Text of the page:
Therefore, this case continued. SCBI sought a declaration from this Court that St. Paul had a duty to provide coverage for the Miller action and brought breach of contract and bad faith claims against St. Paul. St. Paul moved to dismiss the complaint, on the basis that St. Paul had no duty to defend or indemnify SCBI in the Miller action due to the insured v. insured exclusion. This Court agreed with St. Paul. The Court found that, of the plaintiffs in the underlying suit, Miller, Anderson, and Lane, as former directors of SCBI, were insureds under the D&O policy, and that the Kings were not. The Court reasoned that the presence of any insured plaintiff in a suit against an insured defendant invoked the insured v. insured exclusion and barred coverage for the entire suit. Accordingly, the Court dismissed the case with prejudice.

The Seventh Circuit reversed in part, explaining that although the insured v. insured exclusion barred coverage of the claims brought by the insured plaintiffs, St. Paul, nevertheless, has a duty to defend and indemnify SCBI against claims brought by the non-insured plaintiffs, the Kings. The Seventh Circuit remanded for further proceedings consistent with its opinion.

After the parties were unable to reach a settlement, SCBI filed a three-count Second Amended Complaint (#87) against St. Paul: Count I seeks a declaratory judgment that St. Paul has a duty provide coverage for the Kings' claims in the Miller action; Count II is a breach of contract claim; and Count III is a bad faith refusal to provide coverage claim. St. Paul moves to strike an introductory section of SCBI's complaint and dismiss SCBI's breach of contract and bad faith claims.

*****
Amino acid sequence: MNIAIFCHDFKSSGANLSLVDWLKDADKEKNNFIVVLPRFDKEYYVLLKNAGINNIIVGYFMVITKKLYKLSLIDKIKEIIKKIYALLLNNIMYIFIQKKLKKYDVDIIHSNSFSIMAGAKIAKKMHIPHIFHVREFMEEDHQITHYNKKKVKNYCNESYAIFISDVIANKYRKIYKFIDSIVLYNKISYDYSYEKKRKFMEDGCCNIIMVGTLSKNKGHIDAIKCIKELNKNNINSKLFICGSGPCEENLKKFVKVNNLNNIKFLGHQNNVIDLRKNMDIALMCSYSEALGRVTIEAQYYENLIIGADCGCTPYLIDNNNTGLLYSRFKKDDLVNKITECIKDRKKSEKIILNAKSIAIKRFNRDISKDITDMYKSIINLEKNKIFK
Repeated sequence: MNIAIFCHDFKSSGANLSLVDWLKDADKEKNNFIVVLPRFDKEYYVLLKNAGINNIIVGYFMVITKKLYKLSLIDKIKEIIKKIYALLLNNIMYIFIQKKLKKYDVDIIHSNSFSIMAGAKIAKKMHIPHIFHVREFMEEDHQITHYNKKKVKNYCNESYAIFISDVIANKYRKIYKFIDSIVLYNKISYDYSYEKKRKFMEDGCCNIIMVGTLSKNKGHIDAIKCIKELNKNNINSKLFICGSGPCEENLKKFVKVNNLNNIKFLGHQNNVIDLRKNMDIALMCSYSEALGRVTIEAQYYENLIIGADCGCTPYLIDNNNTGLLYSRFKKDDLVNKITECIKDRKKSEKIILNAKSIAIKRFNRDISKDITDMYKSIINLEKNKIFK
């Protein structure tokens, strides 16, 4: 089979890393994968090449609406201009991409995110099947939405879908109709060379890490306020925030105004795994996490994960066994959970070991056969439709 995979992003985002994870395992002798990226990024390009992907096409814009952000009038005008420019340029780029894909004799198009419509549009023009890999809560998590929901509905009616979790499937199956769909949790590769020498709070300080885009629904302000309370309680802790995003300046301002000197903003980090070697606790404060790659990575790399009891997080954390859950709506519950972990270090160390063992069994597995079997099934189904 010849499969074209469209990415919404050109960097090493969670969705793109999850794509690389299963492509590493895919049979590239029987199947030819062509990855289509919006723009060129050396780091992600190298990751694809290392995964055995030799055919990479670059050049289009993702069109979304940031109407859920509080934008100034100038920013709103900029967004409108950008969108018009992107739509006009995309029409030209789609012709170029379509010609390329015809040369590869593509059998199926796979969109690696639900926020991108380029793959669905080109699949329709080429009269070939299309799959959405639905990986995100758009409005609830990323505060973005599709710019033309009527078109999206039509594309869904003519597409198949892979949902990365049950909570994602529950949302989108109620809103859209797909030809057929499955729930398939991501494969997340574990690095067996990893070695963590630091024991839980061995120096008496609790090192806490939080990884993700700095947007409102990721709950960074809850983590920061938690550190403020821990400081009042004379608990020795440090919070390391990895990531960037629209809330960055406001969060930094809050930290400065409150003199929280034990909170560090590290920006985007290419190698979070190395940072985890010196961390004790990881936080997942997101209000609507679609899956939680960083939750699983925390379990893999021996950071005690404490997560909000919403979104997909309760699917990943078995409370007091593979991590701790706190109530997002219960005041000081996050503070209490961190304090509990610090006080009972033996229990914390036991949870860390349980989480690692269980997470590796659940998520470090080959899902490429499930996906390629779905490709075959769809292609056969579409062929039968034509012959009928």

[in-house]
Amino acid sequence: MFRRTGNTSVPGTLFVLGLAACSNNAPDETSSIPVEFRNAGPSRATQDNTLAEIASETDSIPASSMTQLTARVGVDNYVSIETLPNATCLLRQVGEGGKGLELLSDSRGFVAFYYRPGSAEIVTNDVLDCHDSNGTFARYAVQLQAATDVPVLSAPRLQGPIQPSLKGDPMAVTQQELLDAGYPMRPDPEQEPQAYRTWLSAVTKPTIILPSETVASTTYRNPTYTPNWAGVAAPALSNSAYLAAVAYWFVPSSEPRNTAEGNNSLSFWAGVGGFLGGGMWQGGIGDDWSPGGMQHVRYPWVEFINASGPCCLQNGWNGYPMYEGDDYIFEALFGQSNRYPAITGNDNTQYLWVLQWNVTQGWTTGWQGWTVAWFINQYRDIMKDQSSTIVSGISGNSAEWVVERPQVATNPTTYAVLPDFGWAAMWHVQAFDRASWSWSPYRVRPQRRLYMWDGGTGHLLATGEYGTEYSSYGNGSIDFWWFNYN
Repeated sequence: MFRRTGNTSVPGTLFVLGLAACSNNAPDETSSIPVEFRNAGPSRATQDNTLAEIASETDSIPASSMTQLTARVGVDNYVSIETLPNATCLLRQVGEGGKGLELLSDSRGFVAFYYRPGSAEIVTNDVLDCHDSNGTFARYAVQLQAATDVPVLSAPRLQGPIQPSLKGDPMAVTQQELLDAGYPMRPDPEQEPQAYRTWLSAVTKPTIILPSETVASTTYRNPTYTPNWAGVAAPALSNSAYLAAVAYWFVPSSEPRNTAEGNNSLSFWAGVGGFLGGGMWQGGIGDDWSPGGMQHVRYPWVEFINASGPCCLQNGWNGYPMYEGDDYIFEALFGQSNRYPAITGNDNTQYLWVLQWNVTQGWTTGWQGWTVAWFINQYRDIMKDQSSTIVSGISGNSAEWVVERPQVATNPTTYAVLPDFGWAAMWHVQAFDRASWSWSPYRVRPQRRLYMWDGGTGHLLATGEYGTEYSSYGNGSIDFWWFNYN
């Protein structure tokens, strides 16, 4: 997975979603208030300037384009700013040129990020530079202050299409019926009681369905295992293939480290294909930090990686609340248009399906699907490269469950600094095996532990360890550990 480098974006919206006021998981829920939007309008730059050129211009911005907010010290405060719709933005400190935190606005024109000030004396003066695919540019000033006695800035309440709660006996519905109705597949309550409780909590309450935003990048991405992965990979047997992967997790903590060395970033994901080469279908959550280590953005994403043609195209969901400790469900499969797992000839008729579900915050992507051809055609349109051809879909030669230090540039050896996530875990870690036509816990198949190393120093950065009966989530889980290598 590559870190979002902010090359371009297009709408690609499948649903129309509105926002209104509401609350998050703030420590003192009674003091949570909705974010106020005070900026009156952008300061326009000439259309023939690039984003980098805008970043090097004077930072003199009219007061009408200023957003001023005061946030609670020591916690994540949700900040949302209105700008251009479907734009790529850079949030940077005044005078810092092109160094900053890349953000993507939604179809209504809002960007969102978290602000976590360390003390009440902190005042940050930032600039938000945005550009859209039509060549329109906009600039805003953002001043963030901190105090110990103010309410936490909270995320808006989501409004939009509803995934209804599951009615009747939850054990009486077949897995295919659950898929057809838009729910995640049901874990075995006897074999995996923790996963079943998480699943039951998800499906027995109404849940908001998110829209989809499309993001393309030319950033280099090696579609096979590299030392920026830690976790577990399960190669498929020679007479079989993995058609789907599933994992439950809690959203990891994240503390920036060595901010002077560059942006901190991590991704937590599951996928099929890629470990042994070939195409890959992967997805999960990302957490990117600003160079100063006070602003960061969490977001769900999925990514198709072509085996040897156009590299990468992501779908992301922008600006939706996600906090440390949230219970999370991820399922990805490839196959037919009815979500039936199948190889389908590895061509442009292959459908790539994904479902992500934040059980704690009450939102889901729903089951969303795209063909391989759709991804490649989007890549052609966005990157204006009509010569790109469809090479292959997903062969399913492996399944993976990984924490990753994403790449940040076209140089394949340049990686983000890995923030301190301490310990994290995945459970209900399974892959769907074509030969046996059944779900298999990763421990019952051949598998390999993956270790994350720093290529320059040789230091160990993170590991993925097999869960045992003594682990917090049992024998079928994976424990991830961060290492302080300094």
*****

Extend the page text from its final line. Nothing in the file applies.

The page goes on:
II. Motion to Strike

St. Paul first moves to strike the "Introduction" and "Overview" sections of SCBI's complaint (¶¶ 1-39) as argumentative, confusing, and duplicative of the complaint's "Factual Statement" (¶¶ 47-75). In response, SCBI argues that its complaint sets forth a short, plain statement of the claim for relief, as required by Federal Rule of Civil Procedure 8. SCBI does not respond to St. Paul's argument that the Introduction and Overview sections duplicate the Factual Statement.

Federal Rule of Civil Procedure 12(f) provides that the Court, on a party's motion, "may strike from a pleading... any redundant, immaterial, impertinent, or scandalous matter." FED. R. CIV. P. 12(f). Motions to strike are ordinarily disfavored because they often function only to delay resolution of a case, but "where... motions to strike remove unnecessary clutter from the case, they serve to expedite, not delay." Heller Fin., Inc. v. Midwhey Powder Co., Inc. , 883 F.2d 1286, 1294 (7th Cir. 1989).